In Geneviève Dulude-De Celles’ 2014 short film The Cut (La coupe in its original language), a father-daughter weekend seamlessly takes a turn from joyful to melancholy in a matter of fourteen minutes. We meet young Fannie as she playfully yet skillfully gives her father an at-home haircut. She moves with a relaxed ease, jokingly making small talk with her “customer” — she’s clearly done this before, and her father trusts her. An eruption of excitement ensues upon delivery of the news that a movie Fannie has been wanting to see is airing on the television later, and her father bought popcorn (with extra butter!) to make it a real movie night. Fannie hasn’t yet reached the age where spending Saturday night at home with her dad is uncool, and he is just as happy to be doing the same.
And then the phone rings. It’s for Fannie. She’s been invited to a birthday party, and someone can pick her up in ten minutes if she wants to come.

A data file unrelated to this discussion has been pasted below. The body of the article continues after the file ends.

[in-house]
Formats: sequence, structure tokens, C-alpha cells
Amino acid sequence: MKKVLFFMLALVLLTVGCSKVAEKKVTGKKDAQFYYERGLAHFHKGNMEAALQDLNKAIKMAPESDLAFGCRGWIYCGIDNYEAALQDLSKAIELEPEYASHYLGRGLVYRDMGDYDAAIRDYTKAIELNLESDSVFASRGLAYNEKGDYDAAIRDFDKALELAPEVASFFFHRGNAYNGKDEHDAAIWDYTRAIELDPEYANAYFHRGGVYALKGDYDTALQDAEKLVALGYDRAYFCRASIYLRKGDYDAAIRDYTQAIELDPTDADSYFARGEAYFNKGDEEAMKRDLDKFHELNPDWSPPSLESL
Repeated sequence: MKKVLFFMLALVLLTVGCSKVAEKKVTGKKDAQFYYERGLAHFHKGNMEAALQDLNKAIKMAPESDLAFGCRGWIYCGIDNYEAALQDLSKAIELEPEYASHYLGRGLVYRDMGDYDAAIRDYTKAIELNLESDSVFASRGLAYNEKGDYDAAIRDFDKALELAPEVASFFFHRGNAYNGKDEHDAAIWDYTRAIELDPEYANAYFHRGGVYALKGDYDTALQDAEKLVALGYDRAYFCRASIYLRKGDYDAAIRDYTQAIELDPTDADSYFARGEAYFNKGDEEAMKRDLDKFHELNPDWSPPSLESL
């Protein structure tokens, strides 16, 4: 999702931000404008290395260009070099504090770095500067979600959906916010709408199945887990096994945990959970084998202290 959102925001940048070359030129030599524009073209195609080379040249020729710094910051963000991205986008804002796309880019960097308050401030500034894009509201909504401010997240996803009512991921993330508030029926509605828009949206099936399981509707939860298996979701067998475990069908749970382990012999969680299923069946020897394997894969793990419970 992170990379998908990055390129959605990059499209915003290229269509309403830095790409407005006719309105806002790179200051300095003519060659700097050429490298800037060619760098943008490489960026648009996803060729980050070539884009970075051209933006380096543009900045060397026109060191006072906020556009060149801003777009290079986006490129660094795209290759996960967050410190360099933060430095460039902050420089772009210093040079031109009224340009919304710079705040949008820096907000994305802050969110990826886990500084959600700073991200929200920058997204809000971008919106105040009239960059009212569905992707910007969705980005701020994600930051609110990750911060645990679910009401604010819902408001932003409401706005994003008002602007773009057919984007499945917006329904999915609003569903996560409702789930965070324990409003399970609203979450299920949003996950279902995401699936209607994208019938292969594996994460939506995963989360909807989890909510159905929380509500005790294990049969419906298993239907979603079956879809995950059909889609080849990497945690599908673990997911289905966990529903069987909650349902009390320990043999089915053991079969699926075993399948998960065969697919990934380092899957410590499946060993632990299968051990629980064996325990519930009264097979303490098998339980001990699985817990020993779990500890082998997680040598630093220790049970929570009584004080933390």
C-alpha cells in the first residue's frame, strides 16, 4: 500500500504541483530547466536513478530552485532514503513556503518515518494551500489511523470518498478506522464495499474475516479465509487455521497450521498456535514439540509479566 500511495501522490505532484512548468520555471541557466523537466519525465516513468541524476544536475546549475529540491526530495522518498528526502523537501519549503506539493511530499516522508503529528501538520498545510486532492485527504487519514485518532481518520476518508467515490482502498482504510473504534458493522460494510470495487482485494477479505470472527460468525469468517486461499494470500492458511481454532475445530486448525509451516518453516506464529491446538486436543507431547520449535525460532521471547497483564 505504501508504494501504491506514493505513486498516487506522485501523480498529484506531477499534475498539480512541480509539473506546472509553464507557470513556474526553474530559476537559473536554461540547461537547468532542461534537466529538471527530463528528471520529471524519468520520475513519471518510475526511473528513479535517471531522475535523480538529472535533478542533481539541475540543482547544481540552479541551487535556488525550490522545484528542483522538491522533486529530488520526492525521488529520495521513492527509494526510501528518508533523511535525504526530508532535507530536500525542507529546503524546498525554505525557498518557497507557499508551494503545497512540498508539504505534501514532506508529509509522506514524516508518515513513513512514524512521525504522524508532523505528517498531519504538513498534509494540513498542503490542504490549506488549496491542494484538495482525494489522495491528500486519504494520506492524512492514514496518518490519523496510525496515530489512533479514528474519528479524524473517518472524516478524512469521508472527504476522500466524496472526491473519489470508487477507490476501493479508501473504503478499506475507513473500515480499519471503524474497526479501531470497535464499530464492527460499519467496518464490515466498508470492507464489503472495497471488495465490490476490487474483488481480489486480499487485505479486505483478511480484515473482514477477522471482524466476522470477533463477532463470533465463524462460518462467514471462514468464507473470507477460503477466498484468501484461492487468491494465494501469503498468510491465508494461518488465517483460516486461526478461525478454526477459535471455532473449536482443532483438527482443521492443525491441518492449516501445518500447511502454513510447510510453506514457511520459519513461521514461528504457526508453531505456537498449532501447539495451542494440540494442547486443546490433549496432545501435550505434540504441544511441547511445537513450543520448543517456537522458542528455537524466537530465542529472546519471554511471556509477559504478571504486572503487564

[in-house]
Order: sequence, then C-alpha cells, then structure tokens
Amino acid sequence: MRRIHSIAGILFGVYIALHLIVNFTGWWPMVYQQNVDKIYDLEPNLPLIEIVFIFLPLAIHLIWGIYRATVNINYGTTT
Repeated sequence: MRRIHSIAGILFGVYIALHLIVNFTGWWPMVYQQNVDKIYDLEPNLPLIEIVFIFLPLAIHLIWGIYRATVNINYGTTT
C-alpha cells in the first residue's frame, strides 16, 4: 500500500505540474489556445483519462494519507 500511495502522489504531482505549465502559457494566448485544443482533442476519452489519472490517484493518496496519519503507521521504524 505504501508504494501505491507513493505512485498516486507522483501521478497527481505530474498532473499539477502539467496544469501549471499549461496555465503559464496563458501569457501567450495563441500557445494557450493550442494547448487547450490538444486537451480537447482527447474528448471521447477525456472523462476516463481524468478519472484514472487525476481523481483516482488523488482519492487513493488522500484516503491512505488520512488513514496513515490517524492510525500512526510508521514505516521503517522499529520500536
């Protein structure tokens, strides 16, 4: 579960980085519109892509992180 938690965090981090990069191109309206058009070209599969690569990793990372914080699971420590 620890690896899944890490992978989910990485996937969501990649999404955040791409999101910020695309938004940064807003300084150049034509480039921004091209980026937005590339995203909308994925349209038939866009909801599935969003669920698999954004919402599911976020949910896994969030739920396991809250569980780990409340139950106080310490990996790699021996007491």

The tonal shift is practically immediate as Fannie is faced with the allure of a seemingly rare invitation, as well as the guilt of leaving her father alone. The father and daughter timidly talk through the logistics of the potential new plan (“There’s a lot of back and forth, driving you there.” “What if I go to Mom’s place on Sunday?”), and the heartbreak occurring within both characters is visceral. Fannie and her father both bear the burden of wanting to make the other happy, as well as the disappointment of an evening together coming to an abrupt end.
What makes The Cut all the more impressive and effective, beyond the remarkable performances, is the film’s lack of cuts — the entire film is one seamless take. It feels like a journal entry acted out in real time, expertly exploring that blurry, infrequently talked about space where children and parents rely equally upon each other but perhaps are too afraid to admit it out loud.
Find out more about The Cut / La coupe on the Colonelle Films website.